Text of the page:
Kerstin Meyer Swedish opera singer

Kerstin Margareta Meyer, CBE was a Swedish mezzo-soprano who enjoyed an international career in opera and concert. A long-time member of the Royal Swedish Opera and Hamburg State Opera, she appeared regularly at the Royal Opera House in London and international opera houses and festivals, including in world premieres such as Alexander Goehr's Arden Must Die and György Ligeti's Le Grand Macabre.

Sir Willard Wentworth White, OM, CBE is a Jamaican-born British operatic bass baritone.

<i>Nones</i> (Auden)

Nones is a book of poems by W. H. Auden published in 1951 by Faber & Faber. The book contains Auden's shorter poems written between 1946 and 1950, including "In Praise of Limestone", "Prime", "Nones," "Memorial for the City", "Precious Five", and "A Walk After Dark".

Elsie Morison

Elsie Jean Morison AM was an Australian operatic soprano.

The Cantata by Igor Stravinsky is a work for soprano, tenor, female choir, and instrumental ensemble, and was composed from April 1951 to August 1952. The premiere performance on 11 November 1952 was by the Los Angeles (Chamber) Symphony Society, conducted by Stravinsky himself. After completing the opera The Rake's Progress, Stravinsky felt the urge to compose another work setting English words, but in a non-dramatic form.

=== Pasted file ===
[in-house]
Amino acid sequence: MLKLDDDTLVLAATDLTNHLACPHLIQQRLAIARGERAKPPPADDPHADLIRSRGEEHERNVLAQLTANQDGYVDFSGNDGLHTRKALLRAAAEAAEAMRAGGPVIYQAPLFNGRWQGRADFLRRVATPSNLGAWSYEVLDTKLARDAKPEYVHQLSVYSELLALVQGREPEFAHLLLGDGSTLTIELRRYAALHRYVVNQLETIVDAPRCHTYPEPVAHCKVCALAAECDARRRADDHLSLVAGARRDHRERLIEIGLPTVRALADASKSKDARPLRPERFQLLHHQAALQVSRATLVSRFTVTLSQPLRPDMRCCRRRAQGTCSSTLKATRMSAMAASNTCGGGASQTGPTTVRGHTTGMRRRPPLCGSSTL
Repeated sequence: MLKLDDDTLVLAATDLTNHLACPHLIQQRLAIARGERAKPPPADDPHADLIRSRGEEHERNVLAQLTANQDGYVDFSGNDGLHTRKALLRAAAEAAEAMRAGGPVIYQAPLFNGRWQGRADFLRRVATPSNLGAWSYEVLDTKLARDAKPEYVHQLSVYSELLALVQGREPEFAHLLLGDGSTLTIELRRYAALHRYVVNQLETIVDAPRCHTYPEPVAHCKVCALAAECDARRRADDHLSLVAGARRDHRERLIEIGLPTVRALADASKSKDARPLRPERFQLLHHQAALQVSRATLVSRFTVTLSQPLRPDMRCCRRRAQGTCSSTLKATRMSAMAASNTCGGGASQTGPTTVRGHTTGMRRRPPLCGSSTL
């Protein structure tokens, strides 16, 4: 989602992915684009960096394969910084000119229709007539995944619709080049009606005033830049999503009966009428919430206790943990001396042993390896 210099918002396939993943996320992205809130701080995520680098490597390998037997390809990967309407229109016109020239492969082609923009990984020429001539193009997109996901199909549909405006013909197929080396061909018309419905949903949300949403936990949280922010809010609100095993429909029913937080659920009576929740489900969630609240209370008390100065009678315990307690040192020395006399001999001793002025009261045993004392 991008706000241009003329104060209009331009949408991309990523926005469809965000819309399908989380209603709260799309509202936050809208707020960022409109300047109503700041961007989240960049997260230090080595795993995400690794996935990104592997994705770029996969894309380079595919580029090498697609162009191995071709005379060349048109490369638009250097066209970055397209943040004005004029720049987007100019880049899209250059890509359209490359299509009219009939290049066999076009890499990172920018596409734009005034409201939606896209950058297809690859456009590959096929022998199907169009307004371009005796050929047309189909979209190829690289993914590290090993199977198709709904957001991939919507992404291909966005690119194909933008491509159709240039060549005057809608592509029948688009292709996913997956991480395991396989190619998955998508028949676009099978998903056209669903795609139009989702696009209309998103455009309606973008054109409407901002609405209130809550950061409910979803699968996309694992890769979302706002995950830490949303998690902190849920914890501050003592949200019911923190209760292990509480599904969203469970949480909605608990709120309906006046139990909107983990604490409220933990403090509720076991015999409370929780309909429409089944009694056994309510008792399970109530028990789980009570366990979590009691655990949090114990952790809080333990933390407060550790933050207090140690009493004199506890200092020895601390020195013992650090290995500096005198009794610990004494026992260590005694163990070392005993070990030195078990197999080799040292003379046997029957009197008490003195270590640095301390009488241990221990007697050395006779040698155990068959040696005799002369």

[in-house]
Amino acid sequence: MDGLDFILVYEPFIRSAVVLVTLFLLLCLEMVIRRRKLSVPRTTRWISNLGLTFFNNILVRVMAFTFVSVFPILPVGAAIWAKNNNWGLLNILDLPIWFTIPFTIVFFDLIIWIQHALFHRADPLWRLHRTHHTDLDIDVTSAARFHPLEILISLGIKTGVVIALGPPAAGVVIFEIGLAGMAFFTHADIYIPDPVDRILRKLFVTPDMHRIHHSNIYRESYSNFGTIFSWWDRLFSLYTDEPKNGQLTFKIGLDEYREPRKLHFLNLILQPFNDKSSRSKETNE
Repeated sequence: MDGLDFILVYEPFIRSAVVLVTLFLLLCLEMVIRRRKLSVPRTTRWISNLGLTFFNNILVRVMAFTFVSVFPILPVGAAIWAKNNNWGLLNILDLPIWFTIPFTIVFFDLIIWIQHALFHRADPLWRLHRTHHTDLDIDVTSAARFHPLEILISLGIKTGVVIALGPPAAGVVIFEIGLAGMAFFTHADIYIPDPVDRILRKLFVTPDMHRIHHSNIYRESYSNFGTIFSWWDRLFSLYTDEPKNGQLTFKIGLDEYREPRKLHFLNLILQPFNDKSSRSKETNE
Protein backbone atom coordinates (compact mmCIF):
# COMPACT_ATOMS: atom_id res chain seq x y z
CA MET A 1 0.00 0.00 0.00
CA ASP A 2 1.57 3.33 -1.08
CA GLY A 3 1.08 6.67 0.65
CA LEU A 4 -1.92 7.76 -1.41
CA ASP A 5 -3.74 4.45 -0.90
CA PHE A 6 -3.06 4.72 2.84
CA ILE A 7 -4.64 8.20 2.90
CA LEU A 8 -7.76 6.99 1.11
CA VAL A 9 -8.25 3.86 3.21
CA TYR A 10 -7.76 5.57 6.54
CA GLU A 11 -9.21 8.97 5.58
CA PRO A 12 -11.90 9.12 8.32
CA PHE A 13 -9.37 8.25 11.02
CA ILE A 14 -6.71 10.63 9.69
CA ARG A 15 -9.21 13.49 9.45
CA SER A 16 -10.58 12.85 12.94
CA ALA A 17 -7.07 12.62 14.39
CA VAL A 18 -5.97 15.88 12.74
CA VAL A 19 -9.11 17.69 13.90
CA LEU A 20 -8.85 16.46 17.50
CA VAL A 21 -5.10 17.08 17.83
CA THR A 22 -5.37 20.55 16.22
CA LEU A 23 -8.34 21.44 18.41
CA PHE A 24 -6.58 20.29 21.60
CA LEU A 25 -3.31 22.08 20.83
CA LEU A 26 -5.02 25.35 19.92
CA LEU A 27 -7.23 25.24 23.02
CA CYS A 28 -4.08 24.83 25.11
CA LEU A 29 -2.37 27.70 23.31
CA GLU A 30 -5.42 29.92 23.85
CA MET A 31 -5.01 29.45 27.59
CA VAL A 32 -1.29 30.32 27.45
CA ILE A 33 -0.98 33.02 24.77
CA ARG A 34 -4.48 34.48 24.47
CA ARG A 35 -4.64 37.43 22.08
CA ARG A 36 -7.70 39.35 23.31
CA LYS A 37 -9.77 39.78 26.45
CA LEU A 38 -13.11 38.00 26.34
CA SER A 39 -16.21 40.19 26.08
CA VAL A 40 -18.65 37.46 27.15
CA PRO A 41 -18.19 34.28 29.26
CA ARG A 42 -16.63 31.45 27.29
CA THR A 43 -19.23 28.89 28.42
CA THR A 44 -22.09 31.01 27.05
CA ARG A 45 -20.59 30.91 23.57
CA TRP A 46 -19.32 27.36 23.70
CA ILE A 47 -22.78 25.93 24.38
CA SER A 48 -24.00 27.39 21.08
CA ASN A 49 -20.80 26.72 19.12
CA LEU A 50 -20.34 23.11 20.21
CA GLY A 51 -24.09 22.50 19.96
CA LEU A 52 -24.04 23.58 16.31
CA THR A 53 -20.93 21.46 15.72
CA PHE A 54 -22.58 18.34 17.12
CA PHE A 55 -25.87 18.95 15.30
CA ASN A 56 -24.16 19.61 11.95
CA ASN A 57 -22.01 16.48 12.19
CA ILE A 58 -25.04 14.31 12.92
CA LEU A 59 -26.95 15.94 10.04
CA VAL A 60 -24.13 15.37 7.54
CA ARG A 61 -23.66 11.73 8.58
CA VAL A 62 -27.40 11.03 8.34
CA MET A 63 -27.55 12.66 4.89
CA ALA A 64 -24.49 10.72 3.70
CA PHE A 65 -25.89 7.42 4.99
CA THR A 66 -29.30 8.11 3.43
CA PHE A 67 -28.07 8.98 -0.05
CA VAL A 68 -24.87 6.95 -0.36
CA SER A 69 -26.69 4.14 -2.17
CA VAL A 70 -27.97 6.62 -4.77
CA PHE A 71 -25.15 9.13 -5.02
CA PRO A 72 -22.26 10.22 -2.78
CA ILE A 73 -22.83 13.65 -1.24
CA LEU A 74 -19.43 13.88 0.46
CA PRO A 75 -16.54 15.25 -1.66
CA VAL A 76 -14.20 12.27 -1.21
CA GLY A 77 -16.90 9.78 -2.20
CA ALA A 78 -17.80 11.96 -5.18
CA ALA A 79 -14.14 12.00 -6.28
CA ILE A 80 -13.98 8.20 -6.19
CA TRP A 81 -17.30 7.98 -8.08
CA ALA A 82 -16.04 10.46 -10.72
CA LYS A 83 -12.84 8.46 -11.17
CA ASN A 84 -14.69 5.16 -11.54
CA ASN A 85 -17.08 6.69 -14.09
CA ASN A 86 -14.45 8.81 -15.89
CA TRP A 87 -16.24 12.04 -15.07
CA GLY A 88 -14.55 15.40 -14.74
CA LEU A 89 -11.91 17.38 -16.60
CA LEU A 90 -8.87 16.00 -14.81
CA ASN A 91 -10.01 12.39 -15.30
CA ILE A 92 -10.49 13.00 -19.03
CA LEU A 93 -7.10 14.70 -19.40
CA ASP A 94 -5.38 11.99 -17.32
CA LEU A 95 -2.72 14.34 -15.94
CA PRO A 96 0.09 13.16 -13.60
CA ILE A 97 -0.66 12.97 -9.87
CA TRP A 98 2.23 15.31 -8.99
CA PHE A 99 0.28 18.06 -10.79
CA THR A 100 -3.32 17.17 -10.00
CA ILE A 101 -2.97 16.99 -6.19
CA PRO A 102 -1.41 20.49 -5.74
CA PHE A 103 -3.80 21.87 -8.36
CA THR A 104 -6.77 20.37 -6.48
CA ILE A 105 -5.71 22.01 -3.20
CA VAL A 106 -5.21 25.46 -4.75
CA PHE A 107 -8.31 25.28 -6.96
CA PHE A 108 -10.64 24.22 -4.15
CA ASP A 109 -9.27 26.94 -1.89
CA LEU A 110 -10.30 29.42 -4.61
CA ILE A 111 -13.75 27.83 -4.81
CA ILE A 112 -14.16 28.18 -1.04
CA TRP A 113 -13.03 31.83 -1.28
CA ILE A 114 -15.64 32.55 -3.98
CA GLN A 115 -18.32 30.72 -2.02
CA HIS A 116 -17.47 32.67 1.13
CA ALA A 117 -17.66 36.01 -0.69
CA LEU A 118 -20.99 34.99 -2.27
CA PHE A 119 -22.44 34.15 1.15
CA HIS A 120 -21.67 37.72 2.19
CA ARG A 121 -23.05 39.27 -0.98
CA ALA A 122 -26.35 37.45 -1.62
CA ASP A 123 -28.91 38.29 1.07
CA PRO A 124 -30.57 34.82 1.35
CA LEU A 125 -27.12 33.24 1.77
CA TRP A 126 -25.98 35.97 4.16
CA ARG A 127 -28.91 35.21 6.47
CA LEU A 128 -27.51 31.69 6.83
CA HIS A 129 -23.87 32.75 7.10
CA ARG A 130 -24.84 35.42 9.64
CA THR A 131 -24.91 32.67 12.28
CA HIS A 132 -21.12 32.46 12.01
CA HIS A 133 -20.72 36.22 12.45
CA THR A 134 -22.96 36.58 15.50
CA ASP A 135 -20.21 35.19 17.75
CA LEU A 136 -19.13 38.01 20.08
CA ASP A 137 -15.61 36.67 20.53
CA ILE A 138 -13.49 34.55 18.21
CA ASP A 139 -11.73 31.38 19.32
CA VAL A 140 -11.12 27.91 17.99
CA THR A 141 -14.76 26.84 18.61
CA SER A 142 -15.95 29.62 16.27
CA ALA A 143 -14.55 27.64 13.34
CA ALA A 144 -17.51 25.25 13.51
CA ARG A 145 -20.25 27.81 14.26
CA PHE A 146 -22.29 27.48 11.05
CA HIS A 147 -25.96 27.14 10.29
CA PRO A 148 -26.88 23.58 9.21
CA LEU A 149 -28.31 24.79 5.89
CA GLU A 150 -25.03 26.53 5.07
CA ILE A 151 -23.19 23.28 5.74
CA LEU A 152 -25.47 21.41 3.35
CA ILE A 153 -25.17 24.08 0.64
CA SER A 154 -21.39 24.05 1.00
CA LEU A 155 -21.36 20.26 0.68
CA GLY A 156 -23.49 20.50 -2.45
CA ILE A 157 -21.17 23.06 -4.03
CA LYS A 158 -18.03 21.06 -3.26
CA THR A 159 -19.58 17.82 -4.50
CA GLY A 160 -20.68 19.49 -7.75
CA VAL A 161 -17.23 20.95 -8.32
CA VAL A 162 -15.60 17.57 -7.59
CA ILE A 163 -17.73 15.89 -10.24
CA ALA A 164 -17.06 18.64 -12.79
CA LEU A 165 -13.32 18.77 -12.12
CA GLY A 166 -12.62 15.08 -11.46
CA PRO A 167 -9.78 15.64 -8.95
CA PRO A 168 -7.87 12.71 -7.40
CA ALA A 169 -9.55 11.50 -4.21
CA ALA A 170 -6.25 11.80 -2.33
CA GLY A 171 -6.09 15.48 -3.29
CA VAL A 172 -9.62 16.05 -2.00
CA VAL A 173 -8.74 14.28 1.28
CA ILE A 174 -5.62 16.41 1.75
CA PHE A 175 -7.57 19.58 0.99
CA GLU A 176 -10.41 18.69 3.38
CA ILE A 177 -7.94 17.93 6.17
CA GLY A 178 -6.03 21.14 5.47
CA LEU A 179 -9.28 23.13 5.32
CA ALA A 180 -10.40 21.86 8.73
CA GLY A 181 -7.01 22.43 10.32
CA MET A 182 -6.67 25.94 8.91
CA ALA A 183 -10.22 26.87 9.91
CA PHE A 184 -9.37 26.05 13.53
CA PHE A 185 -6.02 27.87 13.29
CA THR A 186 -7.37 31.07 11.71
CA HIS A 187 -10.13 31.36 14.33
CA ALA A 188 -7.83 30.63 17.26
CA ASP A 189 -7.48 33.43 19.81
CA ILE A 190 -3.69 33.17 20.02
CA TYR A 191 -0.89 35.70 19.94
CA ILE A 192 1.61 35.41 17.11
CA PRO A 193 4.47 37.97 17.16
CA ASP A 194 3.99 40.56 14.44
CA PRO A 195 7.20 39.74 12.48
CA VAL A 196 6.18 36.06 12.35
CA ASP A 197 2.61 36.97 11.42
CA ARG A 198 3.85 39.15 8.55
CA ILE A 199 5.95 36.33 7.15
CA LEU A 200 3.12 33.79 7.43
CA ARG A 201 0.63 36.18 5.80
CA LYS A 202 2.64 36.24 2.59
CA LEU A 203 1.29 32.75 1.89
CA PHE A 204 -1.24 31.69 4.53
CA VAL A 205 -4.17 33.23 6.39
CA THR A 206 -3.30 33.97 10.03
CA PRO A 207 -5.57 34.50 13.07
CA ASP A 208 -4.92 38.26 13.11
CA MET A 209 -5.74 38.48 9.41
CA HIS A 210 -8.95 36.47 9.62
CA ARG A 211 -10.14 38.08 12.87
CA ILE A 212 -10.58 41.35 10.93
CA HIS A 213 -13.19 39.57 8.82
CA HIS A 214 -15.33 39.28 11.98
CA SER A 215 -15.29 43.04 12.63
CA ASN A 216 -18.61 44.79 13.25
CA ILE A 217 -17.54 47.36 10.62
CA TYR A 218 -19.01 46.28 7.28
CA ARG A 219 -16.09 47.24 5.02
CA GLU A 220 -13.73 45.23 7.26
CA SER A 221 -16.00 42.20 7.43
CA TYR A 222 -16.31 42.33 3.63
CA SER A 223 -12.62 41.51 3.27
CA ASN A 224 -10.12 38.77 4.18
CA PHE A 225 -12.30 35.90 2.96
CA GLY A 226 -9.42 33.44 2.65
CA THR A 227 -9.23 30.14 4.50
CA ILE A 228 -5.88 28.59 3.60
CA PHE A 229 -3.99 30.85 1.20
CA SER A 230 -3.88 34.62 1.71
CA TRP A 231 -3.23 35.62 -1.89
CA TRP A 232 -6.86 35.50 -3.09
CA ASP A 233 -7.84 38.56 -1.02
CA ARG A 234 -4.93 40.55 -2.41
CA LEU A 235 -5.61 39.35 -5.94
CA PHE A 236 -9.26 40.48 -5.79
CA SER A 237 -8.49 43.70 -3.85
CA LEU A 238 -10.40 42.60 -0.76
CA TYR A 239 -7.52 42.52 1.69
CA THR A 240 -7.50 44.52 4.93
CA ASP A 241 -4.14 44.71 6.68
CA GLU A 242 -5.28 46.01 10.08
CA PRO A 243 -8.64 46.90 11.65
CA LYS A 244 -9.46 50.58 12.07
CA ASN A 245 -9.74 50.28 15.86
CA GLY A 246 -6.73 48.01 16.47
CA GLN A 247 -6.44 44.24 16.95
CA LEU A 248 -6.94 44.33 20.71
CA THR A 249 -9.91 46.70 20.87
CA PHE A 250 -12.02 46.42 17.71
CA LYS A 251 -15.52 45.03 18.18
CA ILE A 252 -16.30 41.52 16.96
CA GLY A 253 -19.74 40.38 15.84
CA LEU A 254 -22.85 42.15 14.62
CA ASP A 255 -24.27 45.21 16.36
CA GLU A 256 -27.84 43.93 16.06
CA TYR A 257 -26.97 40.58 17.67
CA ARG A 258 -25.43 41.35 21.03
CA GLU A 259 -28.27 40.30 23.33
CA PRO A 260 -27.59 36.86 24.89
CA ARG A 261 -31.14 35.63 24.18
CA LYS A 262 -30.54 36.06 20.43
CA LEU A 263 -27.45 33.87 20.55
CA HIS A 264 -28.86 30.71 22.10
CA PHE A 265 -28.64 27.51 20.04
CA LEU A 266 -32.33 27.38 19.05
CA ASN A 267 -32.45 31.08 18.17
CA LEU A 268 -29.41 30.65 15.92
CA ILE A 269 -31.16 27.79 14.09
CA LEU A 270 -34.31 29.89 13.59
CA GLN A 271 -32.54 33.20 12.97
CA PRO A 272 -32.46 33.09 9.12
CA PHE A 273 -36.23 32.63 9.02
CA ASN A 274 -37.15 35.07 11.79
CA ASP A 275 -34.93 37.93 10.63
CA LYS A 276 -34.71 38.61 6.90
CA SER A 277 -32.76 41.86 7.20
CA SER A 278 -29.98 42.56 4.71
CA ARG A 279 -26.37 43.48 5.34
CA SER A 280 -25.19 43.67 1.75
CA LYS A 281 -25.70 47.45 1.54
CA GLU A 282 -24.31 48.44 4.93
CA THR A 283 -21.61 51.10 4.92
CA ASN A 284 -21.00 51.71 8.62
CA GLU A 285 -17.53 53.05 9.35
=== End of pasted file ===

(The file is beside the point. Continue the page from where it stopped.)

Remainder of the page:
Jane Henschel is an American operatic mezzo soprano. Henschel, who was born in Wisconsin, studied at the University of Southern California, and then pursued further studies in Germany, where she has made her home. Her numerous opera appearances include Baba the Turk in Igor Stravinsky's The Rake’s Progress with Glyndebourne Festival Opera, the Saito Kinen Festival Matsumoto, and the Salzburg festival; Brangäne in Richard Wagner’s Tristan und Isolde with Paris Opéra and the Los Angeles Opera; the Principessa in Giacomo Puccini’s Suor Angelica with conductor Riccardo Chailly and the Royal Concertgebouw Orchestra; Blanche de la Force in Francis Poulenc’s Dialogues des Carmélites in Amsterdam; Kostelnicka Buryjovka in Leoš Janáček’s Jenůfa under Seiji Ozawa in Japan; and the Kabanicka in Janáček’s Katya Kabanova at the Salzburg Festival among others.